Cape Town - Naspers on Friday said that what it termed a "persistent baiting of Naspers to intervene in the affairs of MultiChoice" was caused, in part, by a desire to "force MultiChoice to take the news channel ANN7 off the air".
This comes after reports by the media, including News24, that MultiChoice paid R25m to the ANN7 news channel, when it was still owned by the Guptas.
MultiChoice, which is owned by Naspers, also increased its annual payment to the channel from R50m to R141m.
On Thursday advocacy group The Right2Know Campaign said it was "deeply worried by recent media revelations of suspect correspondence between, and dodgy payments from, MultiChoice to SABC and ANN7".
It said it intends to lodge a complaint with the Public Protector and has asked Parliament’s communications committee to launch an inquiry.
The Democratic Alliance, meanwhile, said it would write to the Independent Communications Authority of South Africa to request an investigation into reports that MultiChoice "sought to pay the SABC R100 million for its 24-hour news channel in exchange for the public broadcaster's political influence over digital migration".
The party had also requested that the MultiChoice/ANN7 TV contract be made public, a Parliamentary inquiry be set up, and the Public Protector probe the controversial procurement process of government-sponsored set-top-boxes
Some honourable, some spurious
The Naspers board, in a statement on Friday, said that while some reporting on links between Naspers and the Gupta family were an "honourable wish to expose corruption", other allegations were "even at face value spurious" .
This included the claim that the Gupta family has a stake in online retailer Takealot.com.
Takealot denied the allegation last Friday, calling it a "#fakenews story".
With regards to other allegations, the Naspers board said the MultiChoice board needs "more time to check [these] thoroughly".
"The responsibility for dealing with these allegations lies with the MultiChoice board. We have confidence in them handling the matter, following their governance procedures," it said.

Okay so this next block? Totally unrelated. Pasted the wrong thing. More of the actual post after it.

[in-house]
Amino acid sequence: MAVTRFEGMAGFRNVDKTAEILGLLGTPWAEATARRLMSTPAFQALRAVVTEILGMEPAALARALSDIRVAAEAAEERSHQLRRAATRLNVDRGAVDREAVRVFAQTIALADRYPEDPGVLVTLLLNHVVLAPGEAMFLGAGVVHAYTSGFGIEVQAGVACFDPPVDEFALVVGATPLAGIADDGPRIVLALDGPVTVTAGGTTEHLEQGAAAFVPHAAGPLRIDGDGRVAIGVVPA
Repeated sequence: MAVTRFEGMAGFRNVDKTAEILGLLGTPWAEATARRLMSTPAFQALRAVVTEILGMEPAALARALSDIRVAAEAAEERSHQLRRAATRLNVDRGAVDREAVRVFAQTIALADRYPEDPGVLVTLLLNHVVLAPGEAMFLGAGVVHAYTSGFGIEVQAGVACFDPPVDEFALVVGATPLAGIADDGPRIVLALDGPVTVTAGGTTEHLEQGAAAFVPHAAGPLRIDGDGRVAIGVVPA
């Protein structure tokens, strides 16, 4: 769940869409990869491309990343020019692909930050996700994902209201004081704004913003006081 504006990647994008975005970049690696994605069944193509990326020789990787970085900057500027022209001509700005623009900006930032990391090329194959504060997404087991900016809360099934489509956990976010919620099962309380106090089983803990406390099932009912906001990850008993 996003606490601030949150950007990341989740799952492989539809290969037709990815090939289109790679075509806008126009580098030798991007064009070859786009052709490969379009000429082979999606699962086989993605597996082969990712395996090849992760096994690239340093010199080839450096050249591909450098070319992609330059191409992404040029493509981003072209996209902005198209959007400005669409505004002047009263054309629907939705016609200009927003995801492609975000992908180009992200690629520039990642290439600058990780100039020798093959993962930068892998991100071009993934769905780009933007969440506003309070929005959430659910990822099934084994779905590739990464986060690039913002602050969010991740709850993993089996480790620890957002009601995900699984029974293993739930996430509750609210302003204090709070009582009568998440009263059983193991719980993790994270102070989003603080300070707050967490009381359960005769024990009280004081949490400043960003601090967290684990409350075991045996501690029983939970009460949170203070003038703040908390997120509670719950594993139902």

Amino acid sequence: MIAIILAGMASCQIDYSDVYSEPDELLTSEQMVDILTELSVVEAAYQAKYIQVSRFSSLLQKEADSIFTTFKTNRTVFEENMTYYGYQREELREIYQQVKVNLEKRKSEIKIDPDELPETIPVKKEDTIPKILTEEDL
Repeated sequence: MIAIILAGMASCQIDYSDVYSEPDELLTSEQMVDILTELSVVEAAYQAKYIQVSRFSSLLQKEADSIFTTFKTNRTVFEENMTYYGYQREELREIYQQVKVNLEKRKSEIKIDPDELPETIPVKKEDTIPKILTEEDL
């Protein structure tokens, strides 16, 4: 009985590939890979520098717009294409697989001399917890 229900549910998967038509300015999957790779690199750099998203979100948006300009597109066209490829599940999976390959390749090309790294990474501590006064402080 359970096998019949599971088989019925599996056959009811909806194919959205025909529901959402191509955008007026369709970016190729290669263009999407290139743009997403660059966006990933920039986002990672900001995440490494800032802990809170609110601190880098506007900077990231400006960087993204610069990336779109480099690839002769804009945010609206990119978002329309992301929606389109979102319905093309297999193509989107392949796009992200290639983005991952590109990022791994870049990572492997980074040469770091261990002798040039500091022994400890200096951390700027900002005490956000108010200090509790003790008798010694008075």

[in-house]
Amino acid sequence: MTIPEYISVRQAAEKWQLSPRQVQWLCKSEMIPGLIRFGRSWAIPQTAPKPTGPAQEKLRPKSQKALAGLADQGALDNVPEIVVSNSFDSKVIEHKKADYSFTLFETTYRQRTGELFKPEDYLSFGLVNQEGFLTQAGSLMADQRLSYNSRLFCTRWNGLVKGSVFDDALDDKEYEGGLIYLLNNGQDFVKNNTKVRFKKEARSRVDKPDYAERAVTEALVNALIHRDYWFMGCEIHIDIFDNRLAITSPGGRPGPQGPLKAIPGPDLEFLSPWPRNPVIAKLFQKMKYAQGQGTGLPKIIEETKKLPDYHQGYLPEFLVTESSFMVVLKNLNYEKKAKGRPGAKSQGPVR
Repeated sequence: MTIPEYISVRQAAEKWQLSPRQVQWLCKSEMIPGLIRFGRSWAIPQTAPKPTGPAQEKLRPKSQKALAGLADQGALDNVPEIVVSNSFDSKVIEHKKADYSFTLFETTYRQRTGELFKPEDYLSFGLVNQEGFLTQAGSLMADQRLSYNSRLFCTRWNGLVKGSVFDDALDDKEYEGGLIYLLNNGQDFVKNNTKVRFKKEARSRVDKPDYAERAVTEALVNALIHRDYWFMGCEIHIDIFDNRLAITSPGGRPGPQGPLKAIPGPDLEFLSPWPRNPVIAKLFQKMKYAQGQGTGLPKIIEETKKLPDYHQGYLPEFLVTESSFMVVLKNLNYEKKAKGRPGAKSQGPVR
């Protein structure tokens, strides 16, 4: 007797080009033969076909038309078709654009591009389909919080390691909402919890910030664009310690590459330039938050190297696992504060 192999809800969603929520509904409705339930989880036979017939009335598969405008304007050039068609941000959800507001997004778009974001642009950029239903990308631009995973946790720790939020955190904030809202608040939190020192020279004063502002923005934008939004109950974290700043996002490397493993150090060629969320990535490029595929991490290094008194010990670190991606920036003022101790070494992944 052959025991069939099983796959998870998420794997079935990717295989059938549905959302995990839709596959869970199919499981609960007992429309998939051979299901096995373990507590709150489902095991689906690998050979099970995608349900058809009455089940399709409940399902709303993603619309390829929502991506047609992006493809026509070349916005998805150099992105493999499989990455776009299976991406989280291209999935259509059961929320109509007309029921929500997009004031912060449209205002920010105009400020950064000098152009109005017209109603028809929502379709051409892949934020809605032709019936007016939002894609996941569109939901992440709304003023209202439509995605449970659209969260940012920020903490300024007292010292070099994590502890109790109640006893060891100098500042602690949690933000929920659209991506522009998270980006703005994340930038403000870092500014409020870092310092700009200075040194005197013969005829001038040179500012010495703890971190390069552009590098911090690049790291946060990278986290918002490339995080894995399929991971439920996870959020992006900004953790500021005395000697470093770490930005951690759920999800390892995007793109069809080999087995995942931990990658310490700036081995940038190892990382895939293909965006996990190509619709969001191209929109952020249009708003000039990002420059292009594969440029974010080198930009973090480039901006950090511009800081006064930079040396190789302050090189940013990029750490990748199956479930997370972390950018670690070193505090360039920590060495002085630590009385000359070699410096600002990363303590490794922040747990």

"Naspers is committed to strong governance and requires the same of its subsidiaries. Of course, once they’ve done that properly, they will report back to the Naspers board and the public," it said.
MultiChoice, meanwhile, has already announced that its audit and risk committees will be conducting a probe.
The board said that a statement by Yunus Carrim, chairperson of the standing committee on finance, that Naspers chair Koos Bekker once met with him regarding encryption was "perfectly accurate".
"Here are the facts: this meeting took place in Pretoria and was for the full duration also attended by Minister Pravin Gordhan, whom we greatly respect. Minister Gordhan can attest to the content of the meeting and whether any Gupta-related or any other illegal matter was discussed."
The board said that neither its previous chair Ton Vosloo, nor its current chair Bekker or nor its CEO Bob van Dijk had "to their best recollection ever in any country" met any member of the Gupta family at any but public functions.
It added the three senior executives had "never discussed anything with them, never even received written communications or a single telephone call from them".
The board said that it understood the "frustration some people feel that a channel associated with corruption is still being broadcast".
Last month civil rights body OUTA called on MultiChoice to axe ANN7 from its bouquet of offerings.
ANN7, started by the Gupta family, is now owned by Mzwanele Manyi.
"On behalf of thousands of concerned South Africans, we ask you to rethink your continued broadcasting of the ANN7 channel. Accordingly, we remind you of the plight suffered by Bell Pottinger, KPMG, SAP, McKinsey and others, who believed that hiding behind confidentiality and contractual clauses would suffice as reason to continue their unacceptable conduct,” OUTA head Wayne Duvenage said in a letter to MultiChoice CEO Mark Rayner last month.
The ANC Women's League, however, defended ANN7.
"ANN7 is the first black-owned television channel in South Africa. Its existence is important for the transformation of media industry as a whole. The ownership, management and control of media industry must be transformed in favour of majority of black South African," its secretary general Meokgo Matuba said on November 22.
New ANN7 owner Mzwanele Manyi, meanwhile, tweeted that calls to axe ANN7 were a "plot to KILL ANN7 for expressing views that are different to WMC media."
Plot to KILL ANN7 for expressing views that are different to WMC media. https://t.co/9tAWJcjpUe— Mzwanele Manyi (@MzwaneleManyi) November 27, 2017
The Naspers board on Friday said that "the nature of a satellite platform is to provide the largest number and the most diverse voices for the public to choose from".
"The public decides what to watch. Media freedom and diversity are values worth protecting in an open democracy. We do not think it wise to terminate a channel that participates in the debate about ANC succession barely two weeks before the elective conference," it said.
It added that while it understood South Africans' "frustration", "further baiting of Naspers to override MultiChoice in this matter is not conducive to an open democracy".
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